Including custom configuration files in .NET Core 2.0 Preview 1

Wednesday, June 7, 2017

.NET Core Configuration

I'm doing some modernizing of legacy apps and decided to use it as an opportunity to play with some new technologies -- in this case, we're talking about .NET Core 2.0 Preview 1. While building a reference architecture to talk about on Github, I ran into a snag while trying to figure out how to hide my Azure AD credentials. I want to include a config section, but don't want to commit it with the rest of my appsettings.json file.

Reference Github repository: https://github.com/brbarnett/dot-net-core-spa

When I created my new application, the Program.cs file contained a minimal web host configuration:

        public static IWebHost BuildWebHost(string[] args) =>
            WebHost.CreateDefaultBuilder(args)
                .UseStartup()
                .Build();

This automatically wires up the default appsettings.json and the environment-specific versions (e.g., appsettings.Development.json) in a less verbose way. The problem here is that I actually do want to tell the application how to wire up my custom config instead of just using the default(s). My project requires an appsettings.Authentication.json file which specifically just includes my Azure AD credentials. Here's how I did it:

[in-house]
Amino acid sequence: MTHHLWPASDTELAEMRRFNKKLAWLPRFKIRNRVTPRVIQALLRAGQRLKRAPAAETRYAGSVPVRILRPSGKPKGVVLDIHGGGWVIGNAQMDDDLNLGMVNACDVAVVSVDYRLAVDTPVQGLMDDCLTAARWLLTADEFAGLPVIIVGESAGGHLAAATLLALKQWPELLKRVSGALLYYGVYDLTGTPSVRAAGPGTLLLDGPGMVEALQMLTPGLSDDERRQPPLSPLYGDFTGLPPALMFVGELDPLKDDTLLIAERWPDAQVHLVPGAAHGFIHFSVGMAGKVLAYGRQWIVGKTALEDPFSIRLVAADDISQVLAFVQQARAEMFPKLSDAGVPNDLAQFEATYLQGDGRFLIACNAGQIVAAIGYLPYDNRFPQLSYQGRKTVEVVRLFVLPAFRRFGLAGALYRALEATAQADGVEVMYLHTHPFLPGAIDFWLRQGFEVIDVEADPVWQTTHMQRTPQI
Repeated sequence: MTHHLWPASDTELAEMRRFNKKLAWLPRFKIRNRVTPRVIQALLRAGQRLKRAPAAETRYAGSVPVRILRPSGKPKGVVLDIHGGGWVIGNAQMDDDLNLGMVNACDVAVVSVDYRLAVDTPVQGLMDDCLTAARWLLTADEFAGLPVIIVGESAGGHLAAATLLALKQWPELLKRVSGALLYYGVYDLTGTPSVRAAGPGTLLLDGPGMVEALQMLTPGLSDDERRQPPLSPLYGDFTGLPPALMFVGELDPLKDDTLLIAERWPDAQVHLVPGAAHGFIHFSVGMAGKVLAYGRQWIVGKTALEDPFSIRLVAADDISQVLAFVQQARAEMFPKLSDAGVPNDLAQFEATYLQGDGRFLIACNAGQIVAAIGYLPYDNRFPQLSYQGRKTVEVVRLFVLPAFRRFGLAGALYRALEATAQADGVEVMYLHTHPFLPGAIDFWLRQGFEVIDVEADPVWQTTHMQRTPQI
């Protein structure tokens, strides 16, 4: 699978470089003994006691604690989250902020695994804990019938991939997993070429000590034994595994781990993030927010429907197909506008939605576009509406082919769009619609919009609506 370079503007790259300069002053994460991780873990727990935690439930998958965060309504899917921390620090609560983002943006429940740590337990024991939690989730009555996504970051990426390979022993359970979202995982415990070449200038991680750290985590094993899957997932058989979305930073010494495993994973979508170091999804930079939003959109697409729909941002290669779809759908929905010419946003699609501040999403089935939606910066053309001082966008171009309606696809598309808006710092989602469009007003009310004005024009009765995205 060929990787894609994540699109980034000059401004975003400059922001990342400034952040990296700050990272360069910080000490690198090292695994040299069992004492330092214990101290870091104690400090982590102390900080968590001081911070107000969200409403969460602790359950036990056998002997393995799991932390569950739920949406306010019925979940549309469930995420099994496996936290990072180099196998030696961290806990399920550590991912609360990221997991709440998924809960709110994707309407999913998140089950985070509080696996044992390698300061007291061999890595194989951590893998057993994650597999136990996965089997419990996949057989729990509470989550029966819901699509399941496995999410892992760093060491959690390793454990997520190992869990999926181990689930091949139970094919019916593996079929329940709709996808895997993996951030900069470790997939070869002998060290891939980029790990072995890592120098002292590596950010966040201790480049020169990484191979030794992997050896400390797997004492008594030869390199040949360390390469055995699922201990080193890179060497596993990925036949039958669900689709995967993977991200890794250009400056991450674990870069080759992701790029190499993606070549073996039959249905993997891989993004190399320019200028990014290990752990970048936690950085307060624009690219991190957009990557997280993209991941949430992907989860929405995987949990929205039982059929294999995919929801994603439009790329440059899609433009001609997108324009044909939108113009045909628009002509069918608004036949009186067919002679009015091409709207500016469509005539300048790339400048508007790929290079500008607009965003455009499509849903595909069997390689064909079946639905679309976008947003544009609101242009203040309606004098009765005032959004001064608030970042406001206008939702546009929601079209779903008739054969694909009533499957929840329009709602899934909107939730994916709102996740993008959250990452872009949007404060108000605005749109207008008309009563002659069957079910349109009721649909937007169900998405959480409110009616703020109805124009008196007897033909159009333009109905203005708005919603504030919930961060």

public static IWebHost BuildWebHost(string[] args)
        {
            IConfigurationRoot config = new ConfigurationBuilder()
                .SetBasePath(Directory.GetCurrentDirectory())
                .AddJsonFile("appsettings.Authentication.json", optional: false)  // add custom config file
                .Build();

            return WebHost.CreateDefaultBuilder(args)
                .UseConfiguration(config)  // include reference to config
                .UseStartup()
                .Build();
        }

Then I included an appsettings.Authentication.json.example file in my repository so that anyone using it could have an example to work from to create the now-required appsettings.Authentication.json file. Don't forget if you do this to use a .gitignore to specifically exclude your custom configuration files.

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